George Floyd should still be alive today. The guilty verdicts in his murderer’s trial do not change the fact that, until we pass serious police reform and accountability measures, the likelihood of another Black man senselessly dying at the hands of law enforcement remains high.
The path forward here is the same one our government has used to solve countless problems: regulation.
In the 1980s, seven people in Chicago died after consuming Tylenol that someone deliberately laced with cyanide. Shortly thereafter, numerous copycat attacks occurred throughout the country, leading to more death. In response, the Food and Drug Administration established guidelines to make products tamper-proof and Congress passed a bill making it a federal offense to tamper with consumer products. After these new regulations took effect, the attacks stopped and the problem was solved.
Such work could help rebuild trust
The regulatory work our government did in response to the Tylenol murders was not anti-medicine. In fact, it actually helped restore consumer confidence in over-the-counter medicine. Similarly, further regulation of law enforcement is not anti-police and could go a long way toward rebuilding trust between police and the communities they serve.
DFLers have proposed a number of common-sense regulatory reforms that would make policing safer for all Minnesotans, including allowing local governments to increase civilian oversight of law enforcement and strengthening the police officer misconduct database to help spot and intervene with officers who regularly use excessive force. House DFLers have also proposed prohibiting white supremacists from becoming peace officers and, for reasons I cannot fathom, Senate Republicans blocked the proposal.
My Republican friends often claim that big, unaccountable government is a threat to individual freedom. There is no greater government encroachment on freedom than to lose one’s life at the hands of government agents. I find it baffling that Republicans are so unwilling to increase regulation and civilian oversight of law enforcement agents who are sanctioned by our government to use force and take life if need be.
Setting high standards is not anti-police
Setting high standards for law enforcement is not anti-police. It’s actually quite the opposite. We set high standards for people we respect and for professions we recognize as important to society. Recently, the Peace Officer Standards and Training (POST) Board took commendable steps in improving standards for licensed law enforcement in Minnesota by prohibiting agents from affiliating with white supremacist organizations.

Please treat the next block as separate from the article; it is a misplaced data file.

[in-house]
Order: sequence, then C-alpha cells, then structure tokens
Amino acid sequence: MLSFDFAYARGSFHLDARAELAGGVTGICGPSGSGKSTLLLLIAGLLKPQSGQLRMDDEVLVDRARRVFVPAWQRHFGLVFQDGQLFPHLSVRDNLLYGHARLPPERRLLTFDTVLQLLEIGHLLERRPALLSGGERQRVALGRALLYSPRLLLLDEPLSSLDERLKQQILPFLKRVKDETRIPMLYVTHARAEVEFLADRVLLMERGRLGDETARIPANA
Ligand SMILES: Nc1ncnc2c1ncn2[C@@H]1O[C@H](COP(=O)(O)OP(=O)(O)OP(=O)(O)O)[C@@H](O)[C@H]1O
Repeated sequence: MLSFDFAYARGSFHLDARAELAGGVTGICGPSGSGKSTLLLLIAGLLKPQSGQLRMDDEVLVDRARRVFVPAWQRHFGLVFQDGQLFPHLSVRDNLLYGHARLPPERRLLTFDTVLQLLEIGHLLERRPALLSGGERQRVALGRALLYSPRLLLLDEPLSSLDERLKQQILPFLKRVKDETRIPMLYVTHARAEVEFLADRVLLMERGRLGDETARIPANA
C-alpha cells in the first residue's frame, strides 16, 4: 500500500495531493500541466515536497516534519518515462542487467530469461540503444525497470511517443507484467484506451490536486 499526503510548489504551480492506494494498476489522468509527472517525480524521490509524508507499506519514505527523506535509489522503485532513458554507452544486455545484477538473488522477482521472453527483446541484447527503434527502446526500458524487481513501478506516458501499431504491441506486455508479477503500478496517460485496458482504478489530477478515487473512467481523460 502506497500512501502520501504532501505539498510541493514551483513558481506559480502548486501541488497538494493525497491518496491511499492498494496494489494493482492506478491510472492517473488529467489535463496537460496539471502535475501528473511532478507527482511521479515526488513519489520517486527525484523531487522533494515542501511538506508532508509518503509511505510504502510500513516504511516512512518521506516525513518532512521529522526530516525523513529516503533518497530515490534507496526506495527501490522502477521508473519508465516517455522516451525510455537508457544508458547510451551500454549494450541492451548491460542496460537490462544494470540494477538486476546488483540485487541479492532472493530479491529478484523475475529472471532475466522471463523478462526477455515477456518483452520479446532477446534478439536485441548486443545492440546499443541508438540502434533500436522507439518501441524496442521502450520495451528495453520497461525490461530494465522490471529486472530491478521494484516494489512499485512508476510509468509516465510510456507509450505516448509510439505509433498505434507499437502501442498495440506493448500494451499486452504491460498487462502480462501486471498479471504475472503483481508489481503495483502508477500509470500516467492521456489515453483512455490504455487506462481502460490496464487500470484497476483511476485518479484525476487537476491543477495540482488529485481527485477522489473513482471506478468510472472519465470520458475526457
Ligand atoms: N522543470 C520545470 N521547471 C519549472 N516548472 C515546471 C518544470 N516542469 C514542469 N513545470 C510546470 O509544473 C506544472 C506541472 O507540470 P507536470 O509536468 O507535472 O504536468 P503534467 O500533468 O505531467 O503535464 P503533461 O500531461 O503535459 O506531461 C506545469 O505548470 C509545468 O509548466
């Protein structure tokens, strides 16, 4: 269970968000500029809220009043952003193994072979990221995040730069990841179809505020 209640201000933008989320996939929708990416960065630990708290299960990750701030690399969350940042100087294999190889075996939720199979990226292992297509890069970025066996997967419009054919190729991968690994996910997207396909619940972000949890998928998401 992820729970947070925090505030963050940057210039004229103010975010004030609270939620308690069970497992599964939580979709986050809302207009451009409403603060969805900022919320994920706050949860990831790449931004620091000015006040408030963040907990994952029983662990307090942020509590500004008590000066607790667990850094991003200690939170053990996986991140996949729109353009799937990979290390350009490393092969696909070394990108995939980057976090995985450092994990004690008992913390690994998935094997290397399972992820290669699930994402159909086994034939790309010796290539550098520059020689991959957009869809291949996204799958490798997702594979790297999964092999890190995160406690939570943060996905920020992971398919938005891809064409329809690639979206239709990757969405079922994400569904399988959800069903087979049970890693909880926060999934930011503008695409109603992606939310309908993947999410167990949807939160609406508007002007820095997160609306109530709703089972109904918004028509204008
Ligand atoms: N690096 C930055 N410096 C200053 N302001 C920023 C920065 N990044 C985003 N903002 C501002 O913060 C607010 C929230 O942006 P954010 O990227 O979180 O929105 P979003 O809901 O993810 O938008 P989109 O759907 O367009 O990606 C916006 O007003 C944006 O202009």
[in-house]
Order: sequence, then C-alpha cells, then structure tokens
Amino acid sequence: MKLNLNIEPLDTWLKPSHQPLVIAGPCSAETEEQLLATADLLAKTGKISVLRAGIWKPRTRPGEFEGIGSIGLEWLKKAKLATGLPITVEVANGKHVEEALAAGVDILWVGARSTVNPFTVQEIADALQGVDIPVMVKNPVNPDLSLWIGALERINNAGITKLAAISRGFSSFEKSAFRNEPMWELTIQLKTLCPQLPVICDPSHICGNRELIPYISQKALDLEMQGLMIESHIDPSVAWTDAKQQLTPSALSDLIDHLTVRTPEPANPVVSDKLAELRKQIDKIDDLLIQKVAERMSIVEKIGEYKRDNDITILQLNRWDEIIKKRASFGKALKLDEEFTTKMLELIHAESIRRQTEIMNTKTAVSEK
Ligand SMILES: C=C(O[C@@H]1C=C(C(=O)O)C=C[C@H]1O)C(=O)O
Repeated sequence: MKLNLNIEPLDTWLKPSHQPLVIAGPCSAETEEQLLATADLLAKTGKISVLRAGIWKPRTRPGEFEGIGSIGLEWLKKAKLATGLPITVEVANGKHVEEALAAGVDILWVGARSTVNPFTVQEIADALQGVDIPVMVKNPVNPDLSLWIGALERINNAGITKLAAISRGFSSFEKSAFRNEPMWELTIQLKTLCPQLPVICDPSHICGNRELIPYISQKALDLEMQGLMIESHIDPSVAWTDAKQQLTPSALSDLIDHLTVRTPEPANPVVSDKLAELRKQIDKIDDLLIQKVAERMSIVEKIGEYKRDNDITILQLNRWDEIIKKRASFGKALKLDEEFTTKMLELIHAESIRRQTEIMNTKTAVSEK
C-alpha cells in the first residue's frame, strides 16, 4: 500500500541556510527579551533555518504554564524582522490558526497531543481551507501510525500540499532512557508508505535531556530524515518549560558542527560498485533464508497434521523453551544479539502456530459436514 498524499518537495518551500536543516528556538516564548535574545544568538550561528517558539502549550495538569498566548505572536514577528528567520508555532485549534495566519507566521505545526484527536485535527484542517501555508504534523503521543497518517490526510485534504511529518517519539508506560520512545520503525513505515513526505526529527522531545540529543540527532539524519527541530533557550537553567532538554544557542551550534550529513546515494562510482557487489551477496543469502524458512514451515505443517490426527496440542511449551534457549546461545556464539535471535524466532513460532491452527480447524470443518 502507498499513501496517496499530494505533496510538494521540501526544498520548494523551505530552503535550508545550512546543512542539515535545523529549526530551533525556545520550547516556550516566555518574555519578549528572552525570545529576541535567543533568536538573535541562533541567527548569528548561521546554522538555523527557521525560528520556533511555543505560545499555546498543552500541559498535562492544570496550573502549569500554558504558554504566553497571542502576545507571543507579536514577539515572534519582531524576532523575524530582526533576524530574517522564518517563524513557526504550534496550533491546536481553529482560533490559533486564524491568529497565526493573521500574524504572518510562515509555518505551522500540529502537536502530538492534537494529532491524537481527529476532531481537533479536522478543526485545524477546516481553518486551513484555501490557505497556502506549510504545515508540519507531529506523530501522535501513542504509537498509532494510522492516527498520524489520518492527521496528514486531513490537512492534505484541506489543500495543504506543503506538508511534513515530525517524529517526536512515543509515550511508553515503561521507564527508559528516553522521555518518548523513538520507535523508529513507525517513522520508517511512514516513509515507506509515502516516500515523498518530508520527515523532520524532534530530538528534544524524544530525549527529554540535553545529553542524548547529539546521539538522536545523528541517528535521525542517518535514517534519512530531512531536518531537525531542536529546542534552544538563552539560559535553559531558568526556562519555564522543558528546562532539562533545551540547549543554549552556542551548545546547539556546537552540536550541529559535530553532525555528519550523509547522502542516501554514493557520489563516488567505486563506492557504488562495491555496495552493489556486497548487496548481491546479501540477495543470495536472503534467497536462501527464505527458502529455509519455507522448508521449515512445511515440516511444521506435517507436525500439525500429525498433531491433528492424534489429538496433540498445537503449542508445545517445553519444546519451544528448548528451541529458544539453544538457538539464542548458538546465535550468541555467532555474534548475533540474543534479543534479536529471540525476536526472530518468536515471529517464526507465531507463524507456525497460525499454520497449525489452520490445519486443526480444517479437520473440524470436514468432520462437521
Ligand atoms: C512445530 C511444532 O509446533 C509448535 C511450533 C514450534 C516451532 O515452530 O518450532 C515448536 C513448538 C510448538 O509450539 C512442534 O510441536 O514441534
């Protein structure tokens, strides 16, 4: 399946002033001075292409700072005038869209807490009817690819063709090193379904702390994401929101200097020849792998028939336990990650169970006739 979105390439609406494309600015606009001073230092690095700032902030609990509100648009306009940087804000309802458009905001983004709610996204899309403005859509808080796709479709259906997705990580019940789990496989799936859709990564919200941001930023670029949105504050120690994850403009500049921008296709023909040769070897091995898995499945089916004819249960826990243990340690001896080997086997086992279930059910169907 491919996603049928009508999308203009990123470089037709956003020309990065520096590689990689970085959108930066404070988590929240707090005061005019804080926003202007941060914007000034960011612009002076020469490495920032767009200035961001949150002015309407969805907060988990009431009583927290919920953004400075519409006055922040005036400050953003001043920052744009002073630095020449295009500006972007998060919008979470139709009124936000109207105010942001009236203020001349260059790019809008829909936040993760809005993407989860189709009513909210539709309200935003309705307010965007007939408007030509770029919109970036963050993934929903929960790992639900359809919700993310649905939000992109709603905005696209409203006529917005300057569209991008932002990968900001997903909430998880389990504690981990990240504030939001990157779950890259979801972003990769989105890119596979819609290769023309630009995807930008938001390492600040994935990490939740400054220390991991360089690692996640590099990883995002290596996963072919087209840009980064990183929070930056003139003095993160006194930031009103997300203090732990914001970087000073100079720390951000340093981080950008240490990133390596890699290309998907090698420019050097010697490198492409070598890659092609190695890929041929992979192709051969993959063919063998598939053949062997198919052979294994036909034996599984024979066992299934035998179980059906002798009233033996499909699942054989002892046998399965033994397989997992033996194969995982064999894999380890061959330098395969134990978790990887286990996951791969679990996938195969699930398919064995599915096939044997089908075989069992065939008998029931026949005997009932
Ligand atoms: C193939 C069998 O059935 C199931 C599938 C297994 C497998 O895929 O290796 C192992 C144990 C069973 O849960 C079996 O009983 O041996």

The POST Board also approved plans to adopt a model policy for how law enforcement should respond to peaceful protest and demonstrations. Officers who violate that policy by responding to nonviolent protest with force could then be subject to losing their license.
For a long time, our government has been tackling problems that surface in American life through the fairly banal practice of rulemaking and regulation. We passed the Clean Water Act to cut back on pollution and the Pure Food and Drugs Act to tamp down on the deliberate mislabeling of food and drugs. We can do the same with policing in order to make it safer for all Minnesotans, particularly Black and brown communities.
The DFL Party’s reform proposals are not radical and they are not anti-police. They are common-sense and anti-bad police. They follow the course that we have charted through difficult policy debates time and time again. Our reforms will increase oversight, accountability, and transparency, and reduce the use of violence against Minnesotans. Those should be changes that everyone can get behind. I sincerely hope Minnesota Republicans will stop blocking progress and start working to enact the change we need.
Ken Martin is the chairman of the DFL Party.
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